Help with ID on a duck please

To: "'Tony Keene'" <>, <>
Subject: Help with ID on a duck please
From: "Jeff Davies" <>
Date: Fri, 4 May 2012 14:40:21 +1000
I have come late to this, but I notice that nobody has suggested that this bird 
is juvenile. Note the dull eye colour, small body feathers and most 
significantly the lack of a full set of flight feathers which have just stated 
to grow in simultaneously.
So juvenile Grey Teal for mine.

Cheers Jeff.


-----Original Message-----
 On Behalf Of Tony Keene
Sent: Friday, 4 May 2012 12:20 PM
Subject: Re: [Birding-Aus] Help with ID on a duck please

I'm on the side of the Grey Tealists - for me, the head is too square, the beak 
too short and not quite tapering enough, the neck is not as thin and long in 
any of the photos as I would expect.  As Ed mentioned, the eye is also the 
wrong colour.  A major point for me is that while the tail does look pointed, 
the pattern of how the feathers are arranged looks wrong - in Northern 
Pintails, the central tail feather is clearly longer, while this looks quite 
different.  I think it's just the lack of flight feathers that's really 
accentuating the tail.
Overall, I'd say Grey Teal.
As Nikolas said, hybrids are well-studied in northern ducks, but new and 
interesting ones are always popping up as ornamental ducks escape and start 
interbreeding.  If I wanted to be facetious, I'd ask if there were any 
free-roaming Yellow-billed Pintails in the area, as the plumage and tail are a 
little similar...


On 04/05/2012 09:30, Nikolas Haass wrote:
> Hi all,
> I am also one of these Northern Hemispherians, who have seen tens of 
> thousands of Northern Pintails in Europe, North America, Africa and Asia. 
> Confirming others, neither jizz, plumage colour nor bare part colour "make 
> it" a Northern Pintail or any of the other pintails. The jizz clearly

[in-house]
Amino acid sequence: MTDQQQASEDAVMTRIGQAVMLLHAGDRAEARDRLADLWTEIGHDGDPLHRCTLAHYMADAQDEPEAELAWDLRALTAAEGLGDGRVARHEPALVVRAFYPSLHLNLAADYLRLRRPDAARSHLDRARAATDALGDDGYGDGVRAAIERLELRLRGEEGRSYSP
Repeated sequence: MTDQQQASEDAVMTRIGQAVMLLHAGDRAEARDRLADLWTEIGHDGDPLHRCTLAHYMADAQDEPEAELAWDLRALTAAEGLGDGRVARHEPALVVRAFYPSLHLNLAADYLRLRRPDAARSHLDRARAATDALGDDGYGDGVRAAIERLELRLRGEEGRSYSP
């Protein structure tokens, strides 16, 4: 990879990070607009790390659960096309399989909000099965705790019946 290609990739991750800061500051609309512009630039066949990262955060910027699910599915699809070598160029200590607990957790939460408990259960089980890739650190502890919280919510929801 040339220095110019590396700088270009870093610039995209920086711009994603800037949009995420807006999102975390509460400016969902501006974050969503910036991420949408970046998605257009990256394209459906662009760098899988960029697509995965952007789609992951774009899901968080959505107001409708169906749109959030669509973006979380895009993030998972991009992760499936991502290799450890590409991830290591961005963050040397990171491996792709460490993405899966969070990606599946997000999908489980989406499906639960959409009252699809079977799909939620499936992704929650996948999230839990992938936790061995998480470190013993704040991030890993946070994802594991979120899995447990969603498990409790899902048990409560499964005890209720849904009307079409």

> indicates one of the teals - the only ID contenders are Grey Teal, Sunda Teal 
> or Chestnut Teal and - if you want to stretch it - Cape Teal. To me the bird 
> still looks like a Grey Teal.
> The infamous "H" word is however not so infamous in Anas, Aythya, Anser and 
> Branta. However, most Northern Hemisphere hybrid combinations appear to be 
> well-studied and I cannot find any that looks that similar to Grey Teal as 
> David's bird. As so often, the Southern Hemisphere is not so well covered in 
> many studies. So, I still can't rule out a hybrid 100%. But again, I still 
> think it is a Grey Teal.
> Cheers,
> Nikolas
> ----------------
> Nikolas Haass
> Sydney, NSW
> ________________________________
>   From: Robert Inglis<>
> To: Birding-Aus<>
> Sent: Thursday, May 3, 2012 9:18 PM
> Subject: Re: [Birding-Aus] Help with ID on a duck please
> With reference to David Taylor’s very interesting question about the 
> ‘strange’ duck he saw on the University of Queensland campus out there at 
> Gatton in the Lockyer Valley in SE Queensland (an area which was devastated 
> by, unprecedented in white man’s time, floods last year) I would like to ask 
> a question with the following context in mind.
> Although I have been birdwatching for nearly 40 years I have never come to 
> grips with moult. Although I have been photographing birds for most of that 
> time and some of the most expert people in Australia have been very patiently